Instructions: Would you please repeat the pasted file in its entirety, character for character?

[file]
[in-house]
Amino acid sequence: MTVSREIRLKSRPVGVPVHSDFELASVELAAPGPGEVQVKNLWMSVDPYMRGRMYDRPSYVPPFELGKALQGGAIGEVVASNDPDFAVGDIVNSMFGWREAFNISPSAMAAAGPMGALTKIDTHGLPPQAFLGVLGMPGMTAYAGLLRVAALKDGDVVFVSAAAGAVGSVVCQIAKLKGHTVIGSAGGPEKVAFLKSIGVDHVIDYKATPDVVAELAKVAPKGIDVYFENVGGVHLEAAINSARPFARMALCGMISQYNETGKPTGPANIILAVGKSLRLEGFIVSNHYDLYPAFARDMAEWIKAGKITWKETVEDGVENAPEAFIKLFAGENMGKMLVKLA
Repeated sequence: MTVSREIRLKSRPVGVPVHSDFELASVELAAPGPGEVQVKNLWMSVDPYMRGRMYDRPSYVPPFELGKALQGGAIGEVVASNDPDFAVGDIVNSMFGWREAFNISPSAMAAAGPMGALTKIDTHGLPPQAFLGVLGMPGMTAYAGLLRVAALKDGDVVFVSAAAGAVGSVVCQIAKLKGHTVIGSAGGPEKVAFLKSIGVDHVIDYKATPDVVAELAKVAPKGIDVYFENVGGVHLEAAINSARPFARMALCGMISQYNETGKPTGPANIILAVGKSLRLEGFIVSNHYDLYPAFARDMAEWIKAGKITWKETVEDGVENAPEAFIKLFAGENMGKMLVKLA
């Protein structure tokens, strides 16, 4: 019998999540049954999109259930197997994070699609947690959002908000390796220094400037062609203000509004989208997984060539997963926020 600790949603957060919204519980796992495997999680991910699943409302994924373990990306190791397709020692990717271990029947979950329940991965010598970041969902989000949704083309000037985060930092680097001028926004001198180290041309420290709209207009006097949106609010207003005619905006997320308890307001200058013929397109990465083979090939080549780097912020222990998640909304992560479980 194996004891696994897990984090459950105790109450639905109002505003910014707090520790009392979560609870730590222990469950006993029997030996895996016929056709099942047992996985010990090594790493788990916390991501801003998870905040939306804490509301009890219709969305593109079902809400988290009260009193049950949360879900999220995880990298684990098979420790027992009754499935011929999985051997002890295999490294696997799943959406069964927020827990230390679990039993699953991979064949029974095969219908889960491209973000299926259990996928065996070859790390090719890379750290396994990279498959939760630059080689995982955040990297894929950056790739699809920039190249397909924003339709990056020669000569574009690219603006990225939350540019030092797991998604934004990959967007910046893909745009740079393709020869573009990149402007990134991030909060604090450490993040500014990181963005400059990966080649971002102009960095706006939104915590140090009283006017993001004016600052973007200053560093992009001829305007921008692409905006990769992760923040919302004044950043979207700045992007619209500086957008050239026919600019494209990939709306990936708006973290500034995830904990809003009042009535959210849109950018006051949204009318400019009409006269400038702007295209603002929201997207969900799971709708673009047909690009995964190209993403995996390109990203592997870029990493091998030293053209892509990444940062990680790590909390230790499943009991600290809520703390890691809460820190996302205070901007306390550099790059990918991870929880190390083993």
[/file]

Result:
[in-house]
Amino acid sequence: MTVSREIRLKSRPVGVPVHSDFELASVELAAPGPGEVQVKNLWMSVDPYMRGRMYDRPSYVPPFELGKALQGGAIGEVVASNDPDFAVGDIVNSMFGWREAFNISPSAMAAAGPMGALTKIDTHGLPPQAFLGVLGMPGMTAYAGLLRVAALKDGDVVFVSAAAGAVGSVVCQIAKLKGHTVIGSAGGPEKVAFLKSIGVDHVIDYKATPDVVAELAKVAPKGIDVYFENVGGVHLEAAINSARPFARMALCGMISQYNETGKPTGPANIILAVGKSLRLEGFIVSNHYDLYPAFARDMAEWIKAGKITWKETVEDGVENAPEAFIKLFAGENMGKMLVKLA
Repeated sequence: MTVSREIRLKSRPVGVPVHSDFELASVELAAPGPGEVQVKNLWMSVDPYMRGRMYDRPSYVPPFELGKALQGGAIGEVVASNDPDFAVGDIVNSMFGWREAFNISPSAMAAAGPMGALTKIDTHGLPPQAFLGVLGMPGMTAYAGLLRVAALKDGDVVFVSAAAGAVGSVVCQIAKLKGHTVIGSAGGPEKVAFLKSIGVDHVIDYKATPDVVAELAKVAPKGIDVYFENVGGVHLEAAINSARPFARMALCGMISQYNETGKPTGPANIILAVGKSLRLEGFIVSNHYDLYPAFARDMAEWIKAGKITWKETVEDGVENAPEAFIKLFAGENMGKMLVKLA
């Protein structure tokens, strides 16, 4: 019998999540049954999109259930197997994070699609947690959002908000390796220094400037062609203000509004989208997984060539997963926020 600790949603957060919204519980796992495997999680991910699943409302994924373990990306190791397709020692990717271990029947979950329940991965010598970041969902989000949704083309000037985060930092680097001028926004001198180290041309420290709209207009006097949106609010207003005619905006997320308890307001200058013929397109990465083979090939080549780097912020222990998640909304992560479980 194996004891696994897990984090459950105790109450639905109002505003910014707090520790009392979560609870730590222990469950006993029997030996895996016929056709099942047992996985010990090594790493788990916390991501801003998870905040939306804490509301009890219709969305593109079902809400988290009260009193049950949360879900999220995880990298684990098979420790027992009754499935011929999985051997002890295999490294696997799943959406069964927020827990230390679990039993699953991979064949029974095969219908889960491209973000299926259990996928065996070859790390090719890379750290396994990279498959939760630059080689995982955040990297894929950056790739699809920039190249397909924003339709990056020669000569574009690219603006990225939350540019030092797991998604934004990959967007910046893909745009740079393709020869573009990149402007990134991030909060604090450490993040500014990181963005400059990966080649971002102009960095706006939104915590140090009283006017993001004016600052973007200053560093992009001829305007921008692409905006990769992760923040919302004044950043979207700045992007619209500086957008050239026919600019494209990939709306990936708006973290500034995830904990809003009042009535959210849109950018006051949204009318400019009409006269400038702007295209603002929201997207969900799971709708673009047909690009995964190209993403995996390109990203592997870029990493091998030293053209892509990444940062990680790590909390230790499943009991600290809520703390890691809460820190996302205070901007306390550099790059990918991870929880190390083993």